# Multivariable analog to the total derivative?

1. Jun 17, 2010

### pellman

For a single variable we have

$$\int_{x_1}^{x_2} f(x) dx = F(x_2)-F(x_1)$$

if f(x) = dF/dx. f(x) is then a total derivative. What is the analog in 3D so that

$$\int_V f(\vec{x}) d^3x$$

does not depend on the values of f in the interior of V?

In case there is not a single answer, let me give the context. In the calculus of variations two Lagrangians are equivalent if

$$L_2(q(t),\dot{q}(t),t)=\lambda L_1(q(t),\dot{q}(t),t) + \frac{d}{dt}F(q(t),\dot{q}(t),t)$$

where lambda is a constant and F is any function. (That is, their actions are extremized for the same function q(t).) What replaces dF/dt in this equivalency if we have a multi-parameter action

$$S=\int L(q(\vec{x}),\partial q(\vec{x}),\vec{x}) d^3x$$

(where $$\partial q$$ stands for the various partial derivatives of q)?

Is it $$\nabla \cdot \vec{F}$$ for some vector function F? Or is there more to it than that?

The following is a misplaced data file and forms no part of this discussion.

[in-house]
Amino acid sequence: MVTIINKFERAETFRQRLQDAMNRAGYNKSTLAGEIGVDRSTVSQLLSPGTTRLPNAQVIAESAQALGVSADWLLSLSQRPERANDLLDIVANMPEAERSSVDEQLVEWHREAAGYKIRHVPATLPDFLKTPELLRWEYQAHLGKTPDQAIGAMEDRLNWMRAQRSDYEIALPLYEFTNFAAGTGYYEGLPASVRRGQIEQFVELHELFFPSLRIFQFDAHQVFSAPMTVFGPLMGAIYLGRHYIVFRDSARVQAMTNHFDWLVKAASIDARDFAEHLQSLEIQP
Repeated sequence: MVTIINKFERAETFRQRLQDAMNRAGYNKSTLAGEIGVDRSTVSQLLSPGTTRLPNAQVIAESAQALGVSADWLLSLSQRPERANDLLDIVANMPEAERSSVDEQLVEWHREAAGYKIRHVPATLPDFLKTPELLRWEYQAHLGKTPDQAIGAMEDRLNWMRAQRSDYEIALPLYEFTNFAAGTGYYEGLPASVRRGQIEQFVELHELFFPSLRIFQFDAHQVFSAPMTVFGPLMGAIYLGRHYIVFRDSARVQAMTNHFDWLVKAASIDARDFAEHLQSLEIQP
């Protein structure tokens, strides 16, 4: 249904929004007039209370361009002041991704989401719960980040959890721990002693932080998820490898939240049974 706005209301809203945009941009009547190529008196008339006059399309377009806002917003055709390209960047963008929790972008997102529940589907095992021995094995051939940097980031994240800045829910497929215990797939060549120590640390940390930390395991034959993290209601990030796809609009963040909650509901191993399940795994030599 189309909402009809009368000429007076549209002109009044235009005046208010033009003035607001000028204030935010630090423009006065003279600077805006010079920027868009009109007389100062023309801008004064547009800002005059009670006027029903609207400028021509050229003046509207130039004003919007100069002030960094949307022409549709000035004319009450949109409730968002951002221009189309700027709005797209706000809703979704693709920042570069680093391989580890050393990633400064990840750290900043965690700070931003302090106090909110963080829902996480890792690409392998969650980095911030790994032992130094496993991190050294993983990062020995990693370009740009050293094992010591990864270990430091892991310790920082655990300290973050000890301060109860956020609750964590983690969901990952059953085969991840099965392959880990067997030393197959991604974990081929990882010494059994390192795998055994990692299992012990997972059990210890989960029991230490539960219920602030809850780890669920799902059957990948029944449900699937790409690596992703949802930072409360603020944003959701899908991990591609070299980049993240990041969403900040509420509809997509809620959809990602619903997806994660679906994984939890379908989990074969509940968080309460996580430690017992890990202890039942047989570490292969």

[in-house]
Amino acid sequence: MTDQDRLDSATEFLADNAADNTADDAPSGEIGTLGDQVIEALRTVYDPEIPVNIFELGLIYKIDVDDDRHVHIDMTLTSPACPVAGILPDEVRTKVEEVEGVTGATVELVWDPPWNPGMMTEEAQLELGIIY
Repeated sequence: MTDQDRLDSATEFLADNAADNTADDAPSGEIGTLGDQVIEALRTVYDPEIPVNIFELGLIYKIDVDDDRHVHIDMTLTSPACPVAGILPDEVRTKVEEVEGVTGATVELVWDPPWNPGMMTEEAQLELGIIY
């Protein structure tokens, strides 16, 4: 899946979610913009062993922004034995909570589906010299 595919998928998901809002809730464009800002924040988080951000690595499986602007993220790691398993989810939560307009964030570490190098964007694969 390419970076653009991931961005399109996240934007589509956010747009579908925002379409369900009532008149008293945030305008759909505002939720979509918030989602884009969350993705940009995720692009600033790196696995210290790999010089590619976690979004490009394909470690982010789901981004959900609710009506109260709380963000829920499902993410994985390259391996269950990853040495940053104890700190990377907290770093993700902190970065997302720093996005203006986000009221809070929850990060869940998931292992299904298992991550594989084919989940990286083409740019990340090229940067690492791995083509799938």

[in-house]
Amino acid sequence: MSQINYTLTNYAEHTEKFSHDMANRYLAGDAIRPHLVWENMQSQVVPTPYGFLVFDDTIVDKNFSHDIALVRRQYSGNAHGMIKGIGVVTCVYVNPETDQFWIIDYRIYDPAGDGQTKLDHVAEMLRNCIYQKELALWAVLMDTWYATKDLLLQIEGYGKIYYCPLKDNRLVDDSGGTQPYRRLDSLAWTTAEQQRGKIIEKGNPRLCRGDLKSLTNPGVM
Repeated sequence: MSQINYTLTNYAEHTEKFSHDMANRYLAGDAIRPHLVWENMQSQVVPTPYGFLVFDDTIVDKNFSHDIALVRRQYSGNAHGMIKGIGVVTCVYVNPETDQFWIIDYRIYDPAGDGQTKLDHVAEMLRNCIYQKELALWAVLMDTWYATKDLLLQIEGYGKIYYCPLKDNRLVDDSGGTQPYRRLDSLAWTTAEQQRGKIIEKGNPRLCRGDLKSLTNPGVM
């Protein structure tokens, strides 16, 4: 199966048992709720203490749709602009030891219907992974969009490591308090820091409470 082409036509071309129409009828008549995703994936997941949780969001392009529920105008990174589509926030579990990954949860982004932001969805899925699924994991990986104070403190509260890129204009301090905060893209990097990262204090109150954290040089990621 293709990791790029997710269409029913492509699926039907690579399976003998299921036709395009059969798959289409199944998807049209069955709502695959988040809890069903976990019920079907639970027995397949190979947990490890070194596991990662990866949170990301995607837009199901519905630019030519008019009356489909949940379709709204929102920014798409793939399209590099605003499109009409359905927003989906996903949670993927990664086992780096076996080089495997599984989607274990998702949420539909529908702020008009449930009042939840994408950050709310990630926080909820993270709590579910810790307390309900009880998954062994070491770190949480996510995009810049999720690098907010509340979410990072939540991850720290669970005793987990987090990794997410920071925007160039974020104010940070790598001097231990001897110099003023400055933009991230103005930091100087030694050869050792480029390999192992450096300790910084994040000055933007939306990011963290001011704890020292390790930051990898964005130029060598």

Last edited: Jun 17, 2010
2. Jun 17, 2010

### Staff: Mentor

I think you have your terminology wrong. In your first example F is an antiderivative of f and f is the derivative of F.

The total derivative refers to a function of two or more variables, for example f(x, y). The total differential of f in this case is
$$df = \frac{\partial f}{\partial x}~dx + \frac{\partial f}{\partial y}~dy$$

If it turns out that x and y are differentiable functions of t, then the total derivative of f looks like this:
$$\frac{df}{dt} = \frac{\partial f}{\partial x}~\frac{dx}{dt} + \frac{\partial f}{\partial y}~\frac{dy}{dt}$$

3. Jun 17, 2010

### l'Hôpital

4. Jun 18, 2010

### pellman

Thanks to both .

5. Jun 18, 2010

### Studiot

6. Jun 19, 2010

### pellman

Thanks, Studiot